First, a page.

Insight: The Commission's role
Our Chair Dr Rod Carr explains our role – to provide independent, evidence-based advice to the Government of the day.
Since consultation on our draft advice closed on 28 March 2021, the team at the Commission have been busy processing submissions and preparing our final advice to government.
Thank you to everyone who participated in our consultation process – your input was invaluable, and we couldn’t have done this without you.
We will present our advice to the Minister for Climate Change and the Government ahead of 31 May. But what happens then?
When we look at ‘what’s next?’, it’s important for New Zealanders to understand what the Commission is and isn’t responsible for. Let’s recall our role – to provide independent, evidence-based advice to the Government of the day.
So what does this mean?
While the Commission has a number of tasks, our current focus is to provide our final advice on the emissions budgets for Aotearoa out to 2035, and provide guidance on the direction of the emissions reduction plan – which includes recommendations on the types of policies the Government could develop to achieve the emissions budgets they will set.
And our independence means we are responsible for exercising judgement in making trade-offs when developing our advice, on the basis of the sound information we have.
The Government’s role is to make decisions on the recommendations we make and set the direction of policy to give effect to those recommendations – so much more work remains to be done by our elected leaders and by government agencies.
Let’s consider transport for a moment.
The Commission might give advice that the Government should improve emissions standards for the internal combustion engine motor vehicle fleet, and that they could do so by setting regulations to limit high emitting motor vehicles being able to enter Aotearoa.
We could advise that these standards come into effect at a certain point in time, so Aotearoa doesn’t end up continuing to support old, poorly performing fossil fuel technology that needs to be made obsolete before the end of its useable life.
In this instance, we would have provided advice on the direction of policy the Government could take to achieve its targets – by recommending that import standards on ‘new to Aotearoa’ vehicles be implemented at a given level by a designated time.
The Commission might give advice on emissions levels and timing, having regard for matters we have to consider – such as cost, impact on future generations and different communities, and feasibility. This is one area where judgement comes into play. While people with the same evidence and objectives will have various views on which trade-offs to make, that difference of opinion is to be expected and respected.
But when it comes to asking: ‘what exactly should those emissions standards be? How should they be applied across a fleet of vehicles imported by a particular importer? And what timeline should the Government take to implement this?’ the Government would need to go through that regulatory process – drafting regulations, publicly consulting on those regulations, and ultimately adopting those regulations. All decision-making rights remain with the elected representatives in government.
Why is it important for you to know this?
Well, we will be around for a long time – providing advice to governments that come and go over the years. At the Commission, we will see different commissioners, and different staff – but the Government of the day, whoever that may be, will benefit from having the Commission as an independent body.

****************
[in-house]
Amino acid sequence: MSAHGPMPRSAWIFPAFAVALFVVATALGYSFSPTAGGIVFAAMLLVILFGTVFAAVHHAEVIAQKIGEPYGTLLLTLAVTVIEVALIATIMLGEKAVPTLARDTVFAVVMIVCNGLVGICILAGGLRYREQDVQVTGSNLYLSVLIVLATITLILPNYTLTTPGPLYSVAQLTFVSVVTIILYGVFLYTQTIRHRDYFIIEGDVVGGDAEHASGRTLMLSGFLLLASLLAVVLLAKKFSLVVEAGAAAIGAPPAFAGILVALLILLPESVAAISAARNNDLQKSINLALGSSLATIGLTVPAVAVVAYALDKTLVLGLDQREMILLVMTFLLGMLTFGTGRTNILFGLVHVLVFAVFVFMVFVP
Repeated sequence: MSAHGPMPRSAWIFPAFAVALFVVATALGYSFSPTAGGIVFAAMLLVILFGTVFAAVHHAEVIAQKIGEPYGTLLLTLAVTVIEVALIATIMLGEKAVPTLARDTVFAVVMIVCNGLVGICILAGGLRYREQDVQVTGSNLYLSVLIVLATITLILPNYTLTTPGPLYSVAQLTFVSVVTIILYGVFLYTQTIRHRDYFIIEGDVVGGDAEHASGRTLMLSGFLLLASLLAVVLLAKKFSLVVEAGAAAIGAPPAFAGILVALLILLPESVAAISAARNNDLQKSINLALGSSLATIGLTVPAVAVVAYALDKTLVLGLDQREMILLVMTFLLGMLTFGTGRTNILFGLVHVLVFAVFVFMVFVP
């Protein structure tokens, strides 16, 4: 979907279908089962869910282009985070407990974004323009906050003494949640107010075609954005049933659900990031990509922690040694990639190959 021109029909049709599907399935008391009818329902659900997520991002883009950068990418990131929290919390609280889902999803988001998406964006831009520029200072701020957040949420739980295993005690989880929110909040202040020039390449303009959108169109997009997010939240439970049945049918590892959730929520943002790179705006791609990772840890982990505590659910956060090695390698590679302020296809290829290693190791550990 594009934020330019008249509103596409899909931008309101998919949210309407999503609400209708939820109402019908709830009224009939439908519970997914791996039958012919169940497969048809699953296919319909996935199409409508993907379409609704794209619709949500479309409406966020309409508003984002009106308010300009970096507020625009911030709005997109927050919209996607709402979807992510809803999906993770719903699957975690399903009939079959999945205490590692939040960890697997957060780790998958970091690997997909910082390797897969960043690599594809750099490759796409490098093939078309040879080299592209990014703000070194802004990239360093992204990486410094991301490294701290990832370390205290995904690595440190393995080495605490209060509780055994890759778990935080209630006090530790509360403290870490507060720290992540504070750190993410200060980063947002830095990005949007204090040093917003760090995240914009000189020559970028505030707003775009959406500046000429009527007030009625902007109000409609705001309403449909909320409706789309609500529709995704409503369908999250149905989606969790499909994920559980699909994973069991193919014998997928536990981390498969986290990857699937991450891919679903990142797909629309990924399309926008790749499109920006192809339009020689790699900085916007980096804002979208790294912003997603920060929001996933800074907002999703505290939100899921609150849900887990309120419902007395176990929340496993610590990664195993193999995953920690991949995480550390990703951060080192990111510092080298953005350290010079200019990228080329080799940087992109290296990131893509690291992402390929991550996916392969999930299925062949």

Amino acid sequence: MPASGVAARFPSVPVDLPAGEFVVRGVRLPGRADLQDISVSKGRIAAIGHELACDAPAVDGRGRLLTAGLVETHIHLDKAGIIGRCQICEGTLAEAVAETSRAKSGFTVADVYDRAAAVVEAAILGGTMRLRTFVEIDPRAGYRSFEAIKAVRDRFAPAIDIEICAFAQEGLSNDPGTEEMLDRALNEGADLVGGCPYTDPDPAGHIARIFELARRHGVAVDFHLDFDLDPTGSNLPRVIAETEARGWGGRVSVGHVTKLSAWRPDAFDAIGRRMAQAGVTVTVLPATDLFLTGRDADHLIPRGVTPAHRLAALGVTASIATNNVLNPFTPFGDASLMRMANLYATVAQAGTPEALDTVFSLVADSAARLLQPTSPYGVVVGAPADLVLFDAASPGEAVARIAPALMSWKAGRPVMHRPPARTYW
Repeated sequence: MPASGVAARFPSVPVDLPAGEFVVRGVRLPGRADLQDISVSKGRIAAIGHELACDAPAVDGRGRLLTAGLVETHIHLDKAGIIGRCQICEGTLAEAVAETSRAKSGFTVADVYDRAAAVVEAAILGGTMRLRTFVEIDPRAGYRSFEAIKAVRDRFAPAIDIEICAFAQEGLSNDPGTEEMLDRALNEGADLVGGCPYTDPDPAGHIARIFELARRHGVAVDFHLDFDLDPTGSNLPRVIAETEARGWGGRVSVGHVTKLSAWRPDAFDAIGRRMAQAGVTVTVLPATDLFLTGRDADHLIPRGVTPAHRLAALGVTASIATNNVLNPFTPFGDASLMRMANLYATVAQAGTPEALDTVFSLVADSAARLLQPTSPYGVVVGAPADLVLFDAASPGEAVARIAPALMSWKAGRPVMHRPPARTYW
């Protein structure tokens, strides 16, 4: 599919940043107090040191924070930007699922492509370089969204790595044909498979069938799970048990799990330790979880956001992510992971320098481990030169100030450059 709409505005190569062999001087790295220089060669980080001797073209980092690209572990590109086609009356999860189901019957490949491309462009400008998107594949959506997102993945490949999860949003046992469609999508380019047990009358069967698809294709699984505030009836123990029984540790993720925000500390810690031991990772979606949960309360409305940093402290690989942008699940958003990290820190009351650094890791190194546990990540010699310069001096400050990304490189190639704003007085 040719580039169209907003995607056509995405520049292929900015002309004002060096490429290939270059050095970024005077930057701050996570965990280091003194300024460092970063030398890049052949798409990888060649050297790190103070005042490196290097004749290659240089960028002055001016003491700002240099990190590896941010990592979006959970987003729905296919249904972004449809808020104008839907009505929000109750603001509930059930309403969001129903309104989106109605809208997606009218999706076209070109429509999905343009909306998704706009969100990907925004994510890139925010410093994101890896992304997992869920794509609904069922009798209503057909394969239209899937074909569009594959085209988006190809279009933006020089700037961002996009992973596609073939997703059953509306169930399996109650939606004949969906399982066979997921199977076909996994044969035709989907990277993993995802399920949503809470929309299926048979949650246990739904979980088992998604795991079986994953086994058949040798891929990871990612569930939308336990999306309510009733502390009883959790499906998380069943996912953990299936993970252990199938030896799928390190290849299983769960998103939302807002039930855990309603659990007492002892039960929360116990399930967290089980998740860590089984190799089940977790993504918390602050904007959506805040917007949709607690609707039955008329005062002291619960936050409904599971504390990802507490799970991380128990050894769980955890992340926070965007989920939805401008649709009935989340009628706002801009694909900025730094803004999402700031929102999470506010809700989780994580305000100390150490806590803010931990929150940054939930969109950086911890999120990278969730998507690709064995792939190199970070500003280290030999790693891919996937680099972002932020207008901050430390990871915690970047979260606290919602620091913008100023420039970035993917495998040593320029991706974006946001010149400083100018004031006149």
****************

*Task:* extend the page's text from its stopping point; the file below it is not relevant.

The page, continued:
One of our challenges will be to listen to and consider all views, while being careful to ensure those who speak loudest or have vested interests do not distract from our targets or undermine the process.
That’s why consultation is so important in forming our advice – we want all New Zealanders to be given the opportunity to have their say. And, subject to the approval of those who have made each submission, we are committed to publishing the submissions we receive during consultation – so other government agencies have the benefit of those submissions when they come to work on the regulations needed to implement policy.
We acknowledge that sometimes the wide range of views we receive are in conflict. Our independent advice, while supported by evidence, must always involve judgement by our Commissioners trading off the different things the Act requires us to have regard to.
The relationship between the Crown and iwi/Māori, the impact on future generations, land use change, and the cost of transition are just some of the many things that must all be taken into account.
At present, our single overarching focus at the Commission is to provide advice on emissions budgets and an emissions reduction plan that is consistent with our statutory targets. We need to reduce biogenic methane emissions by 10 % below 2017 levels by 2030 and by 24-47% by 2050, and to reach net zero for all other long-life gases by 2050 – and we need to achieve those targets in a way that has regard to all of these other things.
Once the Government adopts emissions budgets and an emissions reduction plan, which it is required to do by the end of this year, the Commission has responsibility for monitoring the Government’s progress and reporting on that progress to all New Zealanders.
We’re in this for the long haul. It’s important for New Zealanders to know we’re here, understand our role, and participate in our processes as much as possible – so we can all work together to achieve a thriving, climate-resilient and low emissions future for Aotearoa.